By Arthur Elk
In the past four or five years, energy drinks have surged in popularity. I have watched as brand names like 5-Hour Energy, Red Bull and Monster have become part of our culture. The supercharged caffeinated drinks are especially popular among teens and young adults.
Unfortunately, the surge in popularity of these products has also seen an increase in emergency room visits associated with energy drinks. A recent survey of the nation’s hospitals was conducted by the Substance Abuse and Mental Health Services Administration. The survey found that from 2007 to 2011, the number of emergency room visits involving the beverages more than doubled from about 10,000 to more than 20,000. Most of those cases involved teens or young adults.
The report doesn’t specify which symptoms brought people to emergency rooms. But it calls energy drink consumption a “rising public health problem” that can cause insomnia, nervousness, headache, fast heartbeat and seizures.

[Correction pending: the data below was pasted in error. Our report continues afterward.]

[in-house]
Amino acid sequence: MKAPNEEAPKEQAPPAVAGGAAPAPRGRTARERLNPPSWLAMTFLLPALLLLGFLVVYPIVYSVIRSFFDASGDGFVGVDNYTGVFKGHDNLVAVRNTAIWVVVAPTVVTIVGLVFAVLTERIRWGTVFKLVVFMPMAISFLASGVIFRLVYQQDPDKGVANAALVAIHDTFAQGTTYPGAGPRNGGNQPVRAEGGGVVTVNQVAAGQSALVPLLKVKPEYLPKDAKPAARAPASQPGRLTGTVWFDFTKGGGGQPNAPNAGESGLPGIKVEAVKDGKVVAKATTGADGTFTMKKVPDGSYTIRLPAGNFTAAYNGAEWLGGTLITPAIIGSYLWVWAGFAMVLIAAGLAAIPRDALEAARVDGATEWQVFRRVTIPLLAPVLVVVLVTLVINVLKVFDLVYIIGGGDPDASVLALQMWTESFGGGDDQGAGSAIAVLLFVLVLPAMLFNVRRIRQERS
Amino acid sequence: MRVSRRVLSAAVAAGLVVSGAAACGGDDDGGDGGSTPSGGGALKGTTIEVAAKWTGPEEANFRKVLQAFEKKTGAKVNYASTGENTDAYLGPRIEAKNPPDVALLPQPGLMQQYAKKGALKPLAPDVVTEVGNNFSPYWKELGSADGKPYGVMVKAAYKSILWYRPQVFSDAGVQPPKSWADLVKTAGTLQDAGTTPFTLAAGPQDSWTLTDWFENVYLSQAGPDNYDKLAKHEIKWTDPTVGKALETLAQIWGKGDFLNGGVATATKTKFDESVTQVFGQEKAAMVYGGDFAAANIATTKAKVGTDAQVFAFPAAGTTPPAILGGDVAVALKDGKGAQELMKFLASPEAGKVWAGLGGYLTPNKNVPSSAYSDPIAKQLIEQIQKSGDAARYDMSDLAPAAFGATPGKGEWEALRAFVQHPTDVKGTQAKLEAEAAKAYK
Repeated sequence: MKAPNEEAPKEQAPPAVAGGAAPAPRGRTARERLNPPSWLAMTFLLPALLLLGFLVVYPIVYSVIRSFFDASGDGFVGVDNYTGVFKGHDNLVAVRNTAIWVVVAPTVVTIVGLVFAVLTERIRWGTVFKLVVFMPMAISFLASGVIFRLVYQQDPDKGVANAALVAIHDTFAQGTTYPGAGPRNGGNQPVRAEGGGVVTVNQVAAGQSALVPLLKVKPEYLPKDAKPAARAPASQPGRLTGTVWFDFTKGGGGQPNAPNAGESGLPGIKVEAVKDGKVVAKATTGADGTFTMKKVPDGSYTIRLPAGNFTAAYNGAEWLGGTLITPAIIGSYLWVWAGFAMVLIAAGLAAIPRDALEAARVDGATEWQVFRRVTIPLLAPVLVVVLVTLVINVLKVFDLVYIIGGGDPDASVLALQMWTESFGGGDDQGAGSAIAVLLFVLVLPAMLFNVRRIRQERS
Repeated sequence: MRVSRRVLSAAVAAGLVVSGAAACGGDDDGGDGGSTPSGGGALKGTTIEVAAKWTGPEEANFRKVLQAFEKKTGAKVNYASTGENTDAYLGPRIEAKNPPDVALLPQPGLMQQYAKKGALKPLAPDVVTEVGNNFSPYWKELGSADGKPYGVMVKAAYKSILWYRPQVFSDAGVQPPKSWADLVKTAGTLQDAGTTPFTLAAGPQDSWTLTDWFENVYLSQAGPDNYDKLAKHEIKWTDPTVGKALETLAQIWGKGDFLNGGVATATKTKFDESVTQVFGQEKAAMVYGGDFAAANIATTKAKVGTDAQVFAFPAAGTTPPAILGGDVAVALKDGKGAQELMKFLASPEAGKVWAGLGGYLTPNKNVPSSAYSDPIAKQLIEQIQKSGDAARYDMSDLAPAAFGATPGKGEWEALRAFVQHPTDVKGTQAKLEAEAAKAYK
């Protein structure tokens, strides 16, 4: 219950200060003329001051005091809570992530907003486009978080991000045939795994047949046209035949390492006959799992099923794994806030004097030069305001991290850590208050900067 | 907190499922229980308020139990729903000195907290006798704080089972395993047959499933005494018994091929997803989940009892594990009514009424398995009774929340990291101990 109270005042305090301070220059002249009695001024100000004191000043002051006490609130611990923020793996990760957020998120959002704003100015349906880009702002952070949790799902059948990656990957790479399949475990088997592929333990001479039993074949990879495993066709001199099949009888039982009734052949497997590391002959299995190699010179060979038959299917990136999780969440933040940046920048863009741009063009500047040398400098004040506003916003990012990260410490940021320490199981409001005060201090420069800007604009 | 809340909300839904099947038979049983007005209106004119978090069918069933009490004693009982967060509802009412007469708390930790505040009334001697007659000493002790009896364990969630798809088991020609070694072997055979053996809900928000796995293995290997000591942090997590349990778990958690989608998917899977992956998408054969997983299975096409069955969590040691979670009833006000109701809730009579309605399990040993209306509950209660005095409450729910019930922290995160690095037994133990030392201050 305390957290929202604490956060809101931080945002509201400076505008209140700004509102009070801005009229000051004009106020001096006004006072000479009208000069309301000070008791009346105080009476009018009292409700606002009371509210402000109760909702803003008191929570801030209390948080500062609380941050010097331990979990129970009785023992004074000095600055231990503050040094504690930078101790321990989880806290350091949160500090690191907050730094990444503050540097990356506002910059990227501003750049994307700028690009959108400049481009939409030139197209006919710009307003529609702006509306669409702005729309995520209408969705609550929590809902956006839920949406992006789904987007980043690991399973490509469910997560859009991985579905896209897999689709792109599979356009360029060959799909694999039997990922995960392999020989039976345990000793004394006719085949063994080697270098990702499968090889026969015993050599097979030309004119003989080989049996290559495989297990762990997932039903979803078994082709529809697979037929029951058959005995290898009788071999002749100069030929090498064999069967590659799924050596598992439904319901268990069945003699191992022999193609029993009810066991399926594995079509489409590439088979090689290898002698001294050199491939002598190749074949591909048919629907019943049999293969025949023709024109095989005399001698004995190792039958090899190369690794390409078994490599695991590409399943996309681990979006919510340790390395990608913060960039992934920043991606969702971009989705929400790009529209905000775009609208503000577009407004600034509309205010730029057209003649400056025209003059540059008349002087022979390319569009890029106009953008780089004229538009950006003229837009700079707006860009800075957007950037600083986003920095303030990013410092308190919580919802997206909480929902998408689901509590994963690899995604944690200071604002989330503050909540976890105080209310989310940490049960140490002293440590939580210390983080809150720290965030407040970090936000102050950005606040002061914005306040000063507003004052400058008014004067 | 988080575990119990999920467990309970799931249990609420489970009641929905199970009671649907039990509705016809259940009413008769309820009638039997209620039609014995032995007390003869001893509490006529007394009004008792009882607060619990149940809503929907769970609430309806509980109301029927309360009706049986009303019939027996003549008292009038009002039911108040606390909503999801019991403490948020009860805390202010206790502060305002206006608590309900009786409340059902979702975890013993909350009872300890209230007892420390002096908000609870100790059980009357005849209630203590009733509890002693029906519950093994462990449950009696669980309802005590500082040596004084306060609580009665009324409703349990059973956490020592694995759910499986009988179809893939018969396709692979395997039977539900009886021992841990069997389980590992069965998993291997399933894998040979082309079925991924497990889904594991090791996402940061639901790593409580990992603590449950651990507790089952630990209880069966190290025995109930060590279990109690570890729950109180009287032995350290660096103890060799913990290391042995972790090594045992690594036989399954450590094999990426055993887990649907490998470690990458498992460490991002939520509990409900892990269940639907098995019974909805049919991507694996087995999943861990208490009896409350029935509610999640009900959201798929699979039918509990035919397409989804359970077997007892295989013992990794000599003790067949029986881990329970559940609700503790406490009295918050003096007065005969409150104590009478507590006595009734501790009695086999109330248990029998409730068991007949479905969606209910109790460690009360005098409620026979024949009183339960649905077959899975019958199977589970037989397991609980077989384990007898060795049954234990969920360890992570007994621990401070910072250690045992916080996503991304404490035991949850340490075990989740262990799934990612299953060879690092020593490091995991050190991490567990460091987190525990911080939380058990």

The U.S. Food and Drug Administration is considering requiring these drink to include new health warnings on the labels. In November, the FDA reported that 5-Hour Energy had been linked to 13 deaths and Monster drinks had been tied to five deaths.
I understand that sometimes we all feel a little tired or need a boost of energy. But these energy drinks are a serious health concern, especially for young people, and are not the answer. Consuming such large quantities of caffeine can be very dangerous. New warning labels should be added to these products, but labels can be ignored. More education about the dangers of these products should be done to help prevent any more needless deaths.
If you are the parent of a teen or young adult, please make sure they know the truth about these drinks. Let them know they are not just another fun, safe drink like pop or coffee.
At Elk & Elk, we are very concerned about dangerous products and want everyone to be aware when a new safety issue arises. To find out more about us, visit our website.